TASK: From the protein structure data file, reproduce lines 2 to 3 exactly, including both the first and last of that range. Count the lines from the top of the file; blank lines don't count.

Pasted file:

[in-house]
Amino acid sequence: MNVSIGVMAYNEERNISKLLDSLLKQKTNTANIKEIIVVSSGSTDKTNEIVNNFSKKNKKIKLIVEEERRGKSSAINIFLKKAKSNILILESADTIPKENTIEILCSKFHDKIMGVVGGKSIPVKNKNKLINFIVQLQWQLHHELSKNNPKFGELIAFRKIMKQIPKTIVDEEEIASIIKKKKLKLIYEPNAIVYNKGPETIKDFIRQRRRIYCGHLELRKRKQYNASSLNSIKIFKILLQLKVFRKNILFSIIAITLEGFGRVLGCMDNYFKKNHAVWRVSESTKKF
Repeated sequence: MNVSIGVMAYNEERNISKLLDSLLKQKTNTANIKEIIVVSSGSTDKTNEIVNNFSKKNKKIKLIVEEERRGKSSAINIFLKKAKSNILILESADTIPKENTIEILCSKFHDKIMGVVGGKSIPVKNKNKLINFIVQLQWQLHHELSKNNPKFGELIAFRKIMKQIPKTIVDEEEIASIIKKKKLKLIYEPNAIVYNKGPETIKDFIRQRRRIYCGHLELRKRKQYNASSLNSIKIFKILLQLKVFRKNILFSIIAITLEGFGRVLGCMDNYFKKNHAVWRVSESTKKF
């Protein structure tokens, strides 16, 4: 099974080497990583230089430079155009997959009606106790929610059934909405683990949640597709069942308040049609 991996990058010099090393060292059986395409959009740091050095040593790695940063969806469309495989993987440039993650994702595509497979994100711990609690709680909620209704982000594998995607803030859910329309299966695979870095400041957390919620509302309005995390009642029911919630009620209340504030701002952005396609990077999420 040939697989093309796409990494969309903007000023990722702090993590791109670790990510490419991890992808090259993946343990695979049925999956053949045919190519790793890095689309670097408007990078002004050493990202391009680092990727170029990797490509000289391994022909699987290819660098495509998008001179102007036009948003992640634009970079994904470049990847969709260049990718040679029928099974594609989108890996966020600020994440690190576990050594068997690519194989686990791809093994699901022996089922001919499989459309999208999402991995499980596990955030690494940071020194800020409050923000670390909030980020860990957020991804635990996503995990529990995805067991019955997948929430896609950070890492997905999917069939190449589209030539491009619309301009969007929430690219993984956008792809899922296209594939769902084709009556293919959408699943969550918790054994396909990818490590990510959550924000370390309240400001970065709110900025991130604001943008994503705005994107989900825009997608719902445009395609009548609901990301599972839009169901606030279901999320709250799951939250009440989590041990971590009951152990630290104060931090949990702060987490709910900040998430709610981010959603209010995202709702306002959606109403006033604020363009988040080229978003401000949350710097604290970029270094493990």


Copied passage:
Amino acid sequence: MNVSIGVMAYNEERNISKLLDSLLKQKTNTANIKEIIVVSSGSTDKTNEIVNNFSKKNKKIKLIVEEERRGKSSAINIFLKKAKSNILILESADTIPKENTIEILCSKFHDKIMGVVGGKSIPVKNKNKLINFIVQLQWQLHHELSKNNPKFGELIAFRKIMKQIPKTIVDEEEIASIIKKKKLKLIYEPNAIVYNKGPETIKDFIRQRRRIYCGHLELRKRKQYNASSLNSIKIFKILLQLKVFRKNILFSIIAITLEGFGRVLGCMDNYFKKNHAVWRVSESTKKF
Repeated sequence: MNVSIGVMAYNEERNISKLLDSLLKQKTNTANIKEIIVVSSGSTDKTNEIVNNFSKKNKKIKLIVEEERRGKSSAINIFLKKAKSNILILESADTIPKENTIEILCSKFHDKIMGVVGGKSIPVKNKNKLINFIVQLQWQLHHELSKNNPKFGELIAFRKIMKQIPKTIVDEEEIASIIKKKKLKLIYEPNAIVYNKGPETIKDFIRQRRRIYCGHLELRKRKQYNASSLNSIKIFKILLQLKVFRKNILFSIIAITLEGFGRVLGCMDNYFKKNHAVWRVSESTKKF